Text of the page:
America increases aid for Rohingya Muslims by double in Bangladesh and Myanmar
The United States almost doubled its aid for displaced Rohingya Muslims in Bangladesh and Myanmar, U.S. Ambassador to the United Nations Nikki Haley announced on Monday as Britain hosted a ministerial meeting on the crisis.
A Myanmar military crackdown unleashed in the western state of Rakhine last year after attacks by Rohingya militants on police and army posts drove more than 700,000 of the largely stateless minority across the border with Bangladesh.
U.N.-mandated investigators have said the military carried out mass killings and gang rapes of Rohingya with "genocidal intent." Myanmar rejected the findings as "one-sided" and said it was a legitimate counterinsurgency operation.
"We continue to call on the Burmese government to do more to hold those who have engaged in ethnic cleansing accountable for their atrocities, end the violence, and allow full humanitarian and free press access," Haley said in a statement.
She said the United States would give an extra $185 million, of which $156 million would go to refugees and host communities in Bangladesh, taking its total humanitarian aid for the crisis to nearly $389 million in the past year.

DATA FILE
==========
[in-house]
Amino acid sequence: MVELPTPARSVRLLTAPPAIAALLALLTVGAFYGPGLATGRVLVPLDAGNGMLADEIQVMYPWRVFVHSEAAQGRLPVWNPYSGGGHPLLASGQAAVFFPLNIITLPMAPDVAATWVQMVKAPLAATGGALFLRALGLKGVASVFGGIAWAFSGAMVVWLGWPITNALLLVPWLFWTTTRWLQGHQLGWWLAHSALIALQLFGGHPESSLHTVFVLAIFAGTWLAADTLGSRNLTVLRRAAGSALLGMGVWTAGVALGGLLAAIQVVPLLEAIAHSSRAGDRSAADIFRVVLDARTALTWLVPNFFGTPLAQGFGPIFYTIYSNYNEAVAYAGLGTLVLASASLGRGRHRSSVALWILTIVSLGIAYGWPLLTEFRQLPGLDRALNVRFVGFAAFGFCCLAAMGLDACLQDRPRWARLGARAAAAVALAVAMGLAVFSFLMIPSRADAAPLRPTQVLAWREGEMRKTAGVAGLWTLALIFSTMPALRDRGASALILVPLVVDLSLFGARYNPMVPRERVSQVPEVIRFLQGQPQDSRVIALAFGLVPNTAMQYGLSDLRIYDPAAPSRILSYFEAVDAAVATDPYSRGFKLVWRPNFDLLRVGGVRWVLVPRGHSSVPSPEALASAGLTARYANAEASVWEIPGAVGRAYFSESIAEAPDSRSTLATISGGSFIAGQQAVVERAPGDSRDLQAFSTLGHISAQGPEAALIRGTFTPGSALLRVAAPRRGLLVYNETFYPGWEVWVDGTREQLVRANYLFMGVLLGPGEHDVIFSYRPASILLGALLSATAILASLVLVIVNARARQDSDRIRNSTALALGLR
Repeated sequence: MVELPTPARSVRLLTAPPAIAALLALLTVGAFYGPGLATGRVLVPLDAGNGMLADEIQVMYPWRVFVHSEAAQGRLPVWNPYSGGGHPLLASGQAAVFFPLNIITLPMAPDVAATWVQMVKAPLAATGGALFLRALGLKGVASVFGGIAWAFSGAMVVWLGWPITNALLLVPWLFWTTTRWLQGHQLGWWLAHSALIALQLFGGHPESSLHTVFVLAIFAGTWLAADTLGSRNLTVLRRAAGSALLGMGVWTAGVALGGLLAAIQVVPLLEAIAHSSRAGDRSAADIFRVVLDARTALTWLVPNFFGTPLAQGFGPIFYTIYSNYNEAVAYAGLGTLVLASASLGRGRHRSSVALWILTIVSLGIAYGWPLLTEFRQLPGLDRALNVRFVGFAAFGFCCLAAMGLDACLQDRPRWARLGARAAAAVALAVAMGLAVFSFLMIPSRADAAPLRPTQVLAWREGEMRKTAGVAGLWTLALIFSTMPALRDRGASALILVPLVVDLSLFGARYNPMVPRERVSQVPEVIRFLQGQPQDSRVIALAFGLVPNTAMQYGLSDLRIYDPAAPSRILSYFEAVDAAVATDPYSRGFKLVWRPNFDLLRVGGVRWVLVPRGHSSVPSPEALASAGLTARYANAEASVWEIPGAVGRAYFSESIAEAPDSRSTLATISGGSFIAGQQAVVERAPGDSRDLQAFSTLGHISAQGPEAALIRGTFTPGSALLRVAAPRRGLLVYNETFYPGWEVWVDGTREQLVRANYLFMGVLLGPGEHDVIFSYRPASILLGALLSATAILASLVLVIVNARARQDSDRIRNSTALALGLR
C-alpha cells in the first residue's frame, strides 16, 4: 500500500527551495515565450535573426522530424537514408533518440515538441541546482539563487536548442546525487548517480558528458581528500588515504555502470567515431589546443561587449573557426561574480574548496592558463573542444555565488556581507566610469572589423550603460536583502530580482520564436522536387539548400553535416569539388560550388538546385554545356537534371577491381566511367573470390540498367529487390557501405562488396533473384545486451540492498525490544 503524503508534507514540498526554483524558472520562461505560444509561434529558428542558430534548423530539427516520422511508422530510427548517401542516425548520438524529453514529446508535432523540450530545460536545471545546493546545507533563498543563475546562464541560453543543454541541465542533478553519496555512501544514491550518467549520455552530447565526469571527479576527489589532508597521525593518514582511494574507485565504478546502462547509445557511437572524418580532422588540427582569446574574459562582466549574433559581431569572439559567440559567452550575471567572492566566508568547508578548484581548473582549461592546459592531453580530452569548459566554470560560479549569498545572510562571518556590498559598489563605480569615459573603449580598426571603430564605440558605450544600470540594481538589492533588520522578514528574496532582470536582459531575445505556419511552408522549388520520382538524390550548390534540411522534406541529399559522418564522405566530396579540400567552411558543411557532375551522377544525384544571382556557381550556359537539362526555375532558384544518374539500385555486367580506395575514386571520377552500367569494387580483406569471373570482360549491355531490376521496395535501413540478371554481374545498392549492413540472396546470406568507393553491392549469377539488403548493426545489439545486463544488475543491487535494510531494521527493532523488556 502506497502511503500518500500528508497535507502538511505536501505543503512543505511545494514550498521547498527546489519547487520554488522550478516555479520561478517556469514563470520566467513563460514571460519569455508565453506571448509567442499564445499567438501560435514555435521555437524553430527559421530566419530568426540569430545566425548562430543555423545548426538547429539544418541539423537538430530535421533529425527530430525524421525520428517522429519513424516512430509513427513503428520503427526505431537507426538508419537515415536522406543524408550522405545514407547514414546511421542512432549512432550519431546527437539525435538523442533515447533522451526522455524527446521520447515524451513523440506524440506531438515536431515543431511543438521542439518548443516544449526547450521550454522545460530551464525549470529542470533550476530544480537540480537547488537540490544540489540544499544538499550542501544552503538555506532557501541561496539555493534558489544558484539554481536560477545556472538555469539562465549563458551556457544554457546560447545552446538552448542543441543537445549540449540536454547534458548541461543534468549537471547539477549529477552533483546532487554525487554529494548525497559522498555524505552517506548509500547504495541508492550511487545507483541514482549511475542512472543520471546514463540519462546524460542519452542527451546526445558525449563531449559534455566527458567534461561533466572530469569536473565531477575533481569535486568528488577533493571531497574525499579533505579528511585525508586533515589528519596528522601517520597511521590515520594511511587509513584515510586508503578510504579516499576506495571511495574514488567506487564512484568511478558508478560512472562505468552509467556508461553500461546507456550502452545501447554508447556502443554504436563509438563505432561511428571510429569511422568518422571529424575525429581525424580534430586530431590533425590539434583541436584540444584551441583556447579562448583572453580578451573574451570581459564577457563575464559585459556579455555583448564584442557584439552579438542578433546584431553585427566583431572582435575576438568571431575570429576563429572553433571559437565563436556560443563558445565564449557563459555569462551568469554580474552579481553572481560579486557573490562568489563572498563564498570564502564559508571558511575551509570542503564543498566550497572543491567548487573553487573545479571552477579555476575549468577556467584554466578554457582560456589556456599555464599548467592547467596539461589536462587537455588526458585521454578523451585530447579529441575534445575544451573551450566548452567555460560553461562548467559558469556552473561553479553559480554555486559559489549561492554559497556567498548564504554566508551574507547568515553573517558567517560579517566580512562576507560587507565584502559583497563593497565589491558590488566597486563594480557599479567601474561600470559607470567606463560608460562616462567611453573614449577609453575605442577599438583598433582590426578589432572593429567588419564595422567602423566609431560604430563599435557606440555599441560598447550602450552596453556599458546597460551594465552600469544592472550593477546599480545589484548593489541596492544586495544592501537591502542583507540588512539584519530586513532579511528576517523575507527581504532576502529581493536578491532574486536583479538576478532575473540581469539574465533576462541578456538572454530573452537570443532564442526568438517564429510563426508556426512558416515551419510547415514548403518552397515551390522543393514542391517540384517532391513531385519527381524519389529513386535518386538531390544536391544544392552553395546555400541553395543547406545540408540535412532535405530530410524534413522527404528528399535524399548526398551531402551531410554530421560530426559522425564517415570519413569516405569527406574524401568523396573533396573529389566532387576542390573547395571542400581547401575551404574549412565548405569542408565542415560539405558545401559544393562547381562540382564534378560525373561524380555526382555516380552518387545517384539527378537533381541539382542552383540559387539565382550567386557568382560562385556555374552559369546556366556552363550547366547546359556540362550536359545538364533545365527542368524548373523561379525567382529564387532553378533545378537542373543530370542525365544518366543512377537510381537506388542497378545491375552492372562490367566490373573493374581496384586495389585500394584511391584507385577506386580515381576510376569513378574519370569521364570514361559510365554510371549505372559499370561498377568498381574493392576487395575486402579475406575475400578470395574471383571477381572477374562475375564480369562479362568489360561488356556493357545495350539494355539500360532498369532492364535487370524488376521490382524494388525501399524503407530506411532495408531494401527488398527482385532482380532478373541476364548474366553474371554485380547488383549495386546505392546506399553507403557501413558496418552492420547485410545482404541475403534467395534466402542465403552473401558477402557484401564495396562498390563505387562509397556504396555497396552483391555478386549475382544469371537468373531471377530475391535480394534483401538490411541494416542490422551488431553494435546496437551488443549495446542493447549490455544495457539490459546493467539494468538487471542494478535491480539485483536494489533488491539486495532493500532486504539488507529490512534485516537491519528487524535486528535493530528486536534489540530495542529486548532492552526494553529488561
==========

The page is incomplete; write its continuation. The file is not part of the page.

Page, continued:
The aid pledge comes as Haley said U.S. President Donald Trump would "lay down a marker" on U.S. foreign aid during his speech to the U.N. General Assembly on Tuesday.
"While the U.S. is generous, we're going to be generous to those that share our values, generous to those that want to work with us and not those that try and stop the U.S. or say they hate America and are counterproductive," she told reporters on Thursday.
British Foreign Secretary Jeremy Hunt hosted a closed-door ministerial meeting on the crisis, which diplomats said would focus on accountability, on the sidelines of the annual U.N. gathering of world leaders in New York on Monday.